- Short report
- Open Access
Glatiramer acetate does not protect from acute ischemic stroke in mice
Experimental & Translational Stroke Medicine volume 6, Article number: 4 (2014)
The role of the immune system in the pathophysiology of acute ischemic stroke is increasingly recognized. However, targeted treatment strategies to modulate immunological pathways in stroke are still lacking. Glatiramer acetate is a multifaceted immunomodulator approved for the treatment of relapsing-remitting multiple sclerosis. Experimental studies suggest that glatiramer acetate might also work in other neuroinflammatory or neurodegenerative diseases apart from multiple sclerosis.
We evaluated the efficacy of glatiramer acetate in a mouse model of brain ischemia/reperfusion injury. 60 min of transient middle cerebral artery occlusion was induced in male C57Bl/6 mice. Pretreatment with glatiramer acetate (3.5 mg/kg bodyweight) 30 min before the induction of stroke did not reduce lesion volumes or improve functional outcome on day 1.
Glatiramer acetate failed to protect from acute ischemic stroke in our hands. Further studies are needed to assess the true therapeutic potential of glatiramer acetate and related immunomodulators in brain ischemia.
For many years ischemic stroke has been regarded as a mere thrombo-embolic disease. However, there is increasing evidence that the immune system is also critically involved in stroke occurrence and development [1, 2]. Brain ischemia triggers rapid activation of cerebral endothelial cells and the release of danger signals from dying neuronal tissues. As a consequence, different cell adhesion receptors are upregulated and soluble chemoattractants such as chemokines and cytokines are secreted that guide the targeted invasion of innate immune cells (neutrophils, macrophages) to the sites of tissue damage . These peripheral immune cells in concert with resident cell populations like microglia or astrocytes produce a potpourri of potentially harmful mediators (e.g. reactive oxygen species, degrading enzymes) and this sterile inflammation further perpetuates the ischemic cascade. Interestingly, T lymphocytes, which belong to the adaptive immune system, can likewise foster ischemic brain damage. Rag1−/− mice lacking functional T lymphocytes develop dramatically smaller brain infarctions and less severe functional deficits after transient middle cerebral artery occlusion [3–5]. Of note, distinct T cell subsets for instance regulatory T cells (Treg) or γδ T cells exist that are particularly harmful in stroke . Given that the immune system is of significant relevance for the pathophysiology of acute ischemic stroke, it seems reasonable to evaluate the safety and efficacy of specific immunomodulatory compounds in terms of stroke prevention and treatment.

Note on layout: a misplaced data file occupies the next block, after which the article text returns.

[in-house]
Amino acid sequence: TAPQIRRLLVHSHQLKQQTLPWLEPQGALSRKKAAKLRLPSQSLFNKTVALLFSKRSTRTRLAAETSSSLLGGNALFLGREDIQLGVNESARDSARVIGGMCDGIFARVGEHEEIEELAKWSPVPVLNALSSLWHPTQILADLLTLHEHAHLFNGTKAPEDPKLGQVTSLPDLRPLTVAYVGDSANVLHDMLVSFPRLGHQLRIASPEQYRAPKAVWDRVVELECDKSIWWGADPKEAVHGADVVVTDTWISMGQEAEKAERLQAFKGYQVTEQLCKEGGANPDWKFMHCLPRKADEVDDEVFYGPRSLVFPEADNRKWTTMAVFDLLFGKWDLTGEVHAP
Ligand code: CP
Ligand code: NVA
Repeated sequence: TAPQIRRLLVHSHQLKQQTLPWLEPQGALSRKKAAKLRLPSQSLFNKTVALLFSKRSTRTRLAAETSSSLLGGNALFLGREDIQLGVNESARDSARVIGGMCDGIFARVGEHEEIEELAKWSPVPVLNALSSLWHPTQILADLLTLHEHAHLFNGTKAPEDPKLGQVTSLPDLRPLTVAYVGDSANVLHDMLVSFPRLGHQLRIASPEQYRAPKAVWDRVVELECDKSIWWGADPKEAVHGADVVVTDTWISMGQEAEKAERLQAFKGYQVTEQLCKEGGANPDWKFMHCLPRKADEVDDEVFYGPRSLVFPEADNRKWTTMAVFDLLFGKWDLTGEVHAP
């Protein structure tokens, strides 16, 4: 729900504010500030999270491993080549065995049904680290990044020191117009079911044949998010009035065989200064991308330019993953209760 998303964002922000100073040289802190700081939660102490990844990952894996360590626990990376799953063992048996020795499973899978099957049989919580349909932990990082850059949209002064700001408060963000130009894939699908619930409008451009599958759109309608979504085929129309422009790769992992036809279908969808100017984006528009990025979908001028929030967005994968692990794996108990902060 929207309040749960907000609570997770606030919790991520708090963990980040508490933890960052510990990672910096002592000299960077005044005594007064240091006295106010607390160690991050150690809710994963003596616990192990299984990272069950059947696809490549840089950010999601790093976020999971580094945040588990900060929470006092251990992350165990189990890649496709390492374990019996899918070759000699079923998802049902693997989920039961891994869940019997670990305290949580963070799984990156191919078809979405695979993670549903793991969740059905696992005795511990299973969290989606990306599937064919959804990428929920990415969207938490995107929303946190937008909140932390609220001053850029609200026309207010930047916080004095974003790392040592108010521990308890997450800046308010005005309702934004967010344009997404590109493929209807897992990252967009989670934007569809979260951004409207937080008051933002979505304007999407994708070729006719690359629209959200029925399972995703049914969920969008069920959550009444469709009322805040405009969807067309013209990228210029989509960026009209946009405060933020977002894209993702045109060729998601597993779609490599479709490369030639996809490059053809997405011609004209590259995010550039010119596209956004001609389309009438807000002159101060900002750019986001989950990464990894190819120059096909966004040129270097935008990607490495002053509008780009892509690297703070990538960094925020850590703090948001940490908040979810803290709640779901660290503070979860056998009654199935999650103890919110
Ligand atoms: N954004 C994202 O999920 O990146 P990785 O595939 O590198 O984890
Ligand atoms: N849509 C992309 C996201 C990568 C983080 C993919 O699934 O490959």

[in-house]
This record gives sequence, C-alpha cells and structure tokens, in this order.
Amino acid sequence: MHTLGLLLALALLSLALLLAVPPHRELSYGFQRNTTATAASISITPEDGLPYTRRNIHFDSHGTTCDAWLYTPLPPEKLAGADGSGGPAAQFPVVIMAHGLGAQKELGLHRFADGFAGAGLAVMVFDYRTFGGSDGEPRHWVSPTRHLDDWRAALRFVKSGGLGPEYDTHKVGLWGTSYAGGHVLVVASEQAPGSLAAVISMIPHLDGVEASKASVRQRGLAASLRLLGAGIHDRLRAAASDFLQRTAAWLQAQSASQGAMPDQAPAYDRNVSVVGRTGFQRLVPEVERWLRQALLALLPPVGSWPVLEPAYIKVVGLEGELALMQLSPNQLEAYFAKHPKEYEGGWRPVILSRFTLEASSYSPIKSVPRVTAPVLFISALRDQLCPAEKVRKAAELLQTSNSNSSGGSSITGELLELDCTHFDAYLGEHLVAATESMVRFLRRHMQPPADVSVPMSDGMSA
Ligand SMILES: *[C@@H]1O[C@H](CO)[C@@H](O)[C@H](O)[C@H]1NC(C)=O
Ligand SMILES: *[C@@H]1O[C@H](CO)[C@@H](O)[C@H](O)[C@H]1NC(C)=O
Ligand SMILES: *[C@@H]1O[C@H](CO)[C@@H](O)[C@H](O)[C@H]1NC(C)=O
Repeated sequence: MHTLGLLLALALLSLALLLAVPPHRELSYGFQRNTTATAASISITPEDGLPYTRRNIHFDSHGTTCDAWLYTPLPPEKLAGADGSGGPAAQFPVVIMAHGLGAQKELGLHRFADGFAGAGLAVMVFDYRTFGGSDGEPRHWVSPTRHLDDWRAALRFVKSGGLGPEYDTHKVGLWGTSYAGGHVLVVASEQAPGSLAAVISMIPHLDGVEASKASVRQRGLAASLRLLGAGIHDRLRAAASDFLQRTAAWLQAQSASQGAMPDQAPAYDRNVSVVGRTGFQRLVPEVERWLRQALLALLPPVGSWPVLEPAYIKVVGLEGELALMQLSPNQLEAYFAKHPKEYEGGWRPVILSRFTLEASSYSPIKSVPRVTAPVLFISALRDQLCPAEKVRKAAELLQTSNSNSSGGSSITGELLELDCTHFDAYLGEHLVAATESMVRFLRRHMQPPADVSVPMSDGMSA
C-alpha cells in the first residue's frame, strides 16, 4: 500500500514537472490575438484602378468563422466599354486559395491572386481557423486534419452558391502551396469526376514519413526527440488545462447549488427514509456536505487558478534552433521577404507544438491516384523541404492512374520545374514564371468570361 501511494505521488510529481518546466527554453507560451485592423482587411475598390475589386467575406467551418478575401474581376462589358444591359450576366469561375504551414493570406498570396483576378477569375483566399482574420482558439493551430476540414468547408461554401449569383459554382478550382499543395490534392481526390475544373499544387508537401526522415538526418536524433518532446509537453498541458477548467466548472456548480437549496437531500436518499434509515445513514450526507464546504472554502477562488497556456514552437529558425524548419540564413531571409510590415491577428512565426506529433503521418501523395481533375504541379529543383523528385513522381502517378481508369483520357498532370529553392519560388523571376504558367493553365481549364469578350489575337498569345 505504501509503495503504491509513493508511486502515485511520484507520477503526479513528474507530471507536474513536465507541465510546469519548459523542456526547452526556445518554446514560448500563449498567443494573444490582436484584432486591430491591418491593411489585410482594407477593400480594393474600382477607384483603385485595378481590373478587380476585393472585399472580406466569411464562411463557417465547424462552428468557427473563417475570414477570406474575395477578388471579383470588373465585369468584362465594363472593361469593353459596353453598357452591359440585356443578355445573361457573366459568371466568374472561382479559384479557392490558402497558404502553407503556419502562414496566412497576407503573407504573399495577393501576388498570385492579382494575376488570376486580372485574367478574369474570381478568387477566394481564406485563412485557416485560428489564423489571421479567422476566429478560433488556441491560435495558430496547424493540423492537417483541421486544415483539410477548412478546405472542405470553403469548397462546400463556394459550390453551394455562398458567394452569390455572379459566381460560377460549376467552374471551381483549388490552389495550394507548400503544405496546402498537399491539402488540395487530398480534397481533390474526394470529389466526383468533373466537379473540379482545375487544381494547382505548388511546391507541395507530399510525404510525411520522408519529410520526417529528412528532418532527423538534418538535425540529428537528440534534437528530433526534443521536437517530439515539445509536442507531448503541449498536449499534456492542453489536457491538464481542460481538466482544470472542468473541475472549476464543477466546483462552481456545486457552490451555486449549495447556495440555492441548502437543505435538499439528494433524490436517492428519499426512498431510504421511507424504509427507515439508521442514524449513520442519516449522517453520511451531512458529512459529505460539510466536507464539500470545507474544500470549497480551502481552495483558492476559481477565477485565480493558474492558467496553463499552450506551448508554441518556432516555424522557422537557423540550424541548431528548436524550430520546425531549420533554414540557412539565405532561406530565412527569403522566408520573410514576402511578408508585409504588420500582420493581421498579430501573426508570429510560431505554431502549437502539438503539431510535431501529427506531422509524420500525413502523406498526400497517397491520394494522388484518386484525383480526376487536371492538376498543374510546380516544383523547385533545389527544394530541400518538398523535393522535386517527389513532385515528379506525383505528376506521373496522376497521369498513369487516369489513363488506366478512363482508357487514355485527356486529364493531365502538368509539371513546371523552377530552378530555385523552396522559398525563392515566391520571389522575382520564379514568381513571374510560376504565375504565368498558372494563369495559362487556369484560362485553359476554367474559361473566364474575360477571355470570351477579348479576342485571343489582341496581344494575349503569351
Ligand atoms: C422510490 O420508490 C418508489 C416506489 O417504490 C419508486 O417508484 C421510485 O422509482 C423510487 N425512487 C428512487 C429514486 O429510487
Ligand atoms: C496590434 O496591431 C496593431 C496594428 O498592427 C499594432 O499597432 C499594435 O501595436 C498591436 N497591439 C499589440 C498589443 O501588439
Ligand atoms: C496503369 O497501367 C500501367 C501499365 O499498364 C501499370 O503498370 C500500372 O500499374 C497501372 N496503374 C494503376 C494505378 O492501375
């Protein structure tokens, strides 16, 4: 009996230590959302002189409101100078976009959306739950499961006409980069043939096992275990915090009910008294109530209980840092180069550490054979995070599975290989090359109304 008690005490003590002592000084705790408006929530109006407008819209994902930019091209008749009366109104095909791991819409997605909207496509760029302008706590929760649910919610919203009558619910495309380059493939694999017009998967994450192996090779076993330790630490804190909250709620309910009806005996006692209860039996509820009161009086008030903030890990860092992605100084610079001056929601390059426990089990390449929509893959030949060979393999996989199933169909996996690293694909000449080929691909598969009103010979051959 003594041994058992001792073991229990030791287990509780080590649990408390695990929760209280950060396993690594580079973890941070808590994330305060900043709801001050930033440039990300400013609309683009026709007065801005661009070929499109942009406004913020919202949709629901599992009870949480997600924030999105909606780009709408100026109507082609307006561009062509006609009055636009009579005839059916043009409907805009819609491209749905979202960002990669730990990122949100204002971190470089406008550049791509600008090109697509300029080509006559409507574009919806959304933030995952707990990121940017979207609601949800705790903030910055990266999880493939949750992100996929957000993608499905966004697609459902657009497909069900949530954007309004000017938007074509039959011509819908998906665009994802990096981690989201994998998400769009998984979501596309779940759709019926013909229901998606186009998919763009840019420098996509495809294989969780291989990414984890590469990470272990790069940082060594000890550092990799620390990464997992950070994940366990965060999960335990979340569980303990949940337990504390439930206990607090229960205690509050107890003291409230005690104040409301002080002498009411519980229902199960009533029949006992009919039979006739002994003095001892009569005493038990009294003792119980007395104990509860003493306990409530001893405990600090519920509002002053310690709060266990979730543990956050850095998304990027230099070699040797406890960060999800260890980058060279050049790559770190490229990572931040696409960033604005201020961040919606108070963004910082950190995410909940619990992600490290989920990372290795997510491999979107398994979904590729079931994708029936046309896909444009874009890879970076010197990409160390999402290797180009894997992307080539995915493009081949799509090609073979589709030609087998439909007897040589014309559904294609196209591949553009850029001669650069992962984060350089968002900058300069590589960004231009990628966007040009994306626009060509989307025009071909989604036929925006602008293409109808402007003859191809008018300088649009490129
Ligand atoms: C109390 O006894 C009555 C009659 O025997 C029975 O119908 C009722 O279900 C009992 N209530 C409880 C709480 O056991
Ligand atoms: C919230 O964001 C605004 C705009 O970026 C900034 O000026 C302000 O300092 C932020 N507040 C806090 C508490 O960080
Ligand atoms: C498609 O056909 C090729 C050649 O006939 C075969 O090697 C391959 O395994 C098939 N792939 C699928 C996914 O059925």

Glatiramer acetate (GA) is a synthetic peptide that consists of four amino acids in a fixed molar residue ratio . The substance for many years is in clinical use for the treatment of relapsing-remitting multiple sclerosis and has demonstrated to suppress experimental allergic encephalomyelitis (EAE), the most common animal model of multiple sclerosis . The exact mode of action of GA in autoimmune neuroinflammation is still unclear but among other things is based on its ability to inhibit Th1 proinflammatory cytokines and to induce Th2 cell and Treg activation or to reduce monocyte reactivity . Direct neuroprotective effects mediated for instance by brain-derived neurotrophic factor (BDNF) may also play a role . However, the therapeutic potential of GA in ischemic stroke is unclear and previous studies in rodents produced controversial results [9, 10]. Here, we investigated the effect of GA on stroke outcome in a well-established mouse model of brain ischemia/reperfusion injury.
All experiments were approved by the respective institutional (University of Würzburg, Germany; University of Münster, Germany) and governmental authorities (Regierung von Unterfranken and Landesamt für Natur, Umwelt und Verbraucherschutz Nordrhein-Westfalen). Six to eight week old male C57Bl/6 mice weighing 20–25 g were used in the study which was conducted in accordance with the recently published ARRIVE guidelines (http://www.nc3rs.org/ARRIVE). 60 min of transient middle cerebral artery occlusion (tMCAO) using a monofilament was performed as described . This model mounts a strong and immediate local inflammatory response in the ischemic brain . GA (TEVA Pharma, 3.5 mg/kg bodyweight)  or vehicle (NaCl 0.9%) were injected intravenously 30 min before tMCAO. Animals were randomly assigned to the operators by an independent person not involved in data acquisition and analysis. We performed surgery and evaluation of all read-out parameters while being blinded to the experimental groups. Infarct volumes were calculated from coronal brain slices stained with 2,3,5-triphenyltetrazolium chloride (TTC) 24 h after tMCAO . The Bederson score  and the grip test score  were assessed to monitor global neurologic function, motor function, and coordination.
Stroke volumes were expressed as mean ± SEM. Functional outcome parameters were depicted as scatter plots including median with the 25% percentile and the 75% percentile given in brackets in the text. For statistical analysis, the GraphPad Prism 5.0 software package (GraphPad Software) was used. Data were tested for Gaussian distribution with the D’Agostino and Pearson omnibus normality test and then analyzed by unpaired, two-tailed Student´s t-test or Mann Whitney U test. P values < 0.05 were considered statistically significant.